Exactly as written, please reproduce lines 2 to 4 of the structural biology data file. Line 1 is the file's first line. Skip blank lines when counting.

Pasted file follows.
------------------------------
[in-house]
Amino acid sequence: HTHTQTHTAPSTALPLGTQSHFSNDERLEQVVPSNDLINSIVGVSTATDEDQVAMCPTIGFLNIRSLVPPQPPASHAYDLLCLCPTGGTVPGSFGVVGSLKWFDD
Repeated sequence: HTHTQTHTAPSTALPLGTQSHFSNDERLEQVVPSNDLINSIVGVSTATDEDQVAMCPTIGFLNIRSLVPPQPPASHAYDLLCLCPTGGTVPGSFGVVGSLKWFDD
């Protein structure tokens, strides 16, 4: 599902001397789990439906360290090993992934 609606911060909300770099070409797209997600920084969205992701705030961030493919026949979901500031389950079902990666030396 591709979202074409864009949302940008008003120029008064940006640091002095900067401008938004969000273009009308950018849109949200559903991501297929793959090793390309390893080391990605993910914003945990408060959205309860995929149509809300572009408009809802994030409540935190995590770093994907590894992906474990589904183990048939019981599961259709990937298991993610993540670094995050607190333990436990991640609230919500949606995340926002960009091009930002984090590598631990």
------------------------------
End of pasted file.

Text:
Amino acid sequence: HTHTQTHTAPSTALPLGTQSHFSNDERLEQVVPSNDLINSIVGVSTATDEDQVAMCPTIGFLNIRSLVPPQPPASHAYDLLCLCPTGGTVPGSFGVVGSLKWFDD
Repeated sequence: HTHTQTHTAPSTALPLGTQSHFSNDERLEQVVPSNDLINSIVGVSTATDEDQVAMCPTIGFLNIRSLVPPQPPASHAYDLLCLCPTGGTVPGSFGVVGSLKWFDD
């Protein structure tokens, strides 16, 4: 599902001397789990439906360290090993992934 609606911060909300770099070409797209997600920084969205992701705030961030493919026949979901500031389950079902990666030396 591709979202074409864009949302940008008003120029008064940006640091002095900067401008938004969000273009009308950018849109949200559903991501297929793959090793390309390893080391990605993910914003945990408060959205309860995929149509809300572009408009809802994030409540935190995590770093994907590894992906474990589904183990048939019981599961259709990937298991993610993540670094995050607190333990436990991640609230919500949606995340926002960009091009930002984090590598631990």